Here’s a lighting round breakdown of Bill’s top 5, with the full list available on Technology Review’s website:

1. Robot Dexterity

Robots suck at picking up stuff.

They’re great for crushing bones and killing all humans. But when it comes to tasks that require a more delicate touch, they suck.

Until now.

“Using what’s known as reinforcement learning, neural-network software learns how to grasp and turn the block within a simulated environment before the hand tries it out for real,” says Bill. “The software experiments, randomly at first, strengthening connections within the network over time as it gets closer to its goal.”

The result is a learning robot that can deal with the messiness of real life and change tactics on the fly. (Can you say, “pick up my boxers robot butler!”)

2. New-Wave Nuclear Power

There’s a new wave of nuclear reactors getting close to completion. (This “new-wave” is unrelated to the genre of music that gave us the B-52 masterpiece Rock Lobster.)

This new wave of reactors are smaller, generate more power, can save money, and reduce environmental risks (like exploding and killing everyone in a 10-mile radius).

3. Predicting Premature Births

Stephen Quake, a bioengineer at Stanford, has developed a simple blood test that can determine if a baby will be born prematurely.

Doctors can then take steps to prevent early birth for as long as possible and give the baby the best chance for survival.

4. Pill-sized gut probe

Guillermo Tearney, a pathologist and engineer at Massachusetts General Hospital, is developing a swallowable capsule that contains a miniature microscope.

The tech can be used to test for cancer, deadly gut diseases, and a host of other illnesses. (No longer will we have to shrink down Martin Short and inject him into our bloodstream in a tiny space ship.)

5. Custom Cancer Vaccines

A German startup called BioNTech is developing a vaccine for cancer cells.
Each vaccine would be custom made for the patient and would train the body to identify the presence of cancer and shut it down before it happens.

“By using the body’s natural defenses to selectively destroy only tumor cells, the vaccine, unlike conventional chemotherapies, limits damage to healthy cells,” says Bill. “The attacking immune cells could also be vigilant in spotting any stray cancer cells after the initial treatment.” 

And the rest…

The full list, available on Technology Review’s website, includes the meatless burgers we’ve been watching closely here at OLT. As well as a wearable ECG smart watch and a sewer-free sanitation System.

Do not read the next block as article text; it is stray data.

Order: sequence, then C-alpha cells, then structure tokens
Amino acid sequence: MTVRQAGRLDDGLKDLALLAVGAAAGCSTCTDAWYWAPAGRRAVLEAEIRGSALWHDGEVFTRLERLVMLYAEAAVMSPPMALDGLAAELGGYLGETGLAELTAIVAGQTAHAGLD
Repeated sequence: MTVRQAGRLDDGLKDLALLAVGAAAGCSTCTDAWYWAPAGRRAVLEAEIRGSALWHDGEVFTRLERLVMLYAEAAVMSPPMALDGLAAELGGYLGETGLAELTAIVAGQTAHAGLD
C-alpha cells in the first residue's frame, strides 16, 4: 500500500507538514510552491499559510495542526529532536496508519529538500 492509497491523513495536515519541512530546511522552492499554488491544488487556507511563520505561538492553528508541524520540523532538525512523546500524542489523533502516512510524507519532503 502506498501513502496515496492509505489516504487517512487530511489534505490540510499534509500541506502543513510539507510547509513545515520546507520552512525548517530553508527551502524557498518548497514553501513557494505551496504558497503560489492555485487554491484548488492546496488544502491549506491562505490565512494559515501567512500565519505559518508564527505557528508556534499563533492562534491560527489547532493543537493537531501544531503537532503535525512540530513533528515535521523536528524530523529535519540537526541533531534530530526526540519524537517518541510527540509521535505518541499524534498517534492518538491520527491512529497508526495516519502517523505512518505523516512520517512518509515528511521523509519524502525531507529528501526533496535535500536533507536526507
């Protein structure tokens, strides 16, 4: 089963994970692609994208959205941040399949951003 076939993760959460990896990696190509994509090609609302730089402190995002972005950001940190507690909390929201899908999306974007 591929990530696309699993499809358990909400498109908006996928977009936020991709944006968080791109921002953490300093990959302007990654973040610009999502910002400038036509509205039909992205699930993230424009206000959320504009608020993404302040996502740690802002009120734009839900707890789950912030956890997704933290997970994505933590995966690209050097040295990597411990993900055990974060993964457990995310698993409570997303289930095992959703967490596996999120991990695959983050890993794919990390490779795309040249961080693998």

Which of Billy’s favorite tech is your favorite?

One Last Thing


In the sleepy highlands of Inverness, Scotland, is a woman who feels no pain. (Two doors down is a woman who feels okay.)

66-year-old Jo Cameron has debilitating arthritis that should be agonising.
But even though she can barely move her thumb, she says it “feels fine.”

In fact, everything “feels fine” to Jo.

Because she’s got drugs in her genes.

A Life Without Pain

Despite a history of the usual health problems a 66-year old will experience over the course of a lifetime, Jo has never felt pain.

When her hip was replaced, she took no drugs. When she gave birth, she described the experience as a “tickle” (bottle that and you’ll be a millionaire overnight).

On multiple occasions, she’s burned her hands, only to realise it when she smelled the pungent odor of burning flesh.

But what’s even more remarkable is how “chill” Jo manages to stay under pressure.

Recently, she was in a violent car crash. But she felt no stress or anxiety. (And I can tell you from experience that car crashes are at the very least mildly stress inducing.)

That’s because Jo has a special gene that pumps her body full of relaxing, pain-relieving drugs 24-7.

Your Body is a Temple, Mine is a Drug Factory

The gene is a mutation of a gene called “FAAH.”

The genetic researchers who discovered the gene in Jo (and who are very funny) are calling this new chiller version of the gene the FAAH-OUT gene. (This isn’t a joke.)

This gene produces elevated levels of a cannabinoid known as anandamide in the human body. Anandamine promotes feelings of euphoria, happy feelings, and pain relief.

It’s produced in small amounts during exercise. But Jo has 75% more anandamide in her blood than the average person.

This revelation gives researchers hope for creating a natural pain-reliever and anti-depressant that could be produced by your own body.

If they could, would you make the switch?

No pain and a constant euphoric high… but you give up your pain response, which is considered to be integral to our survival.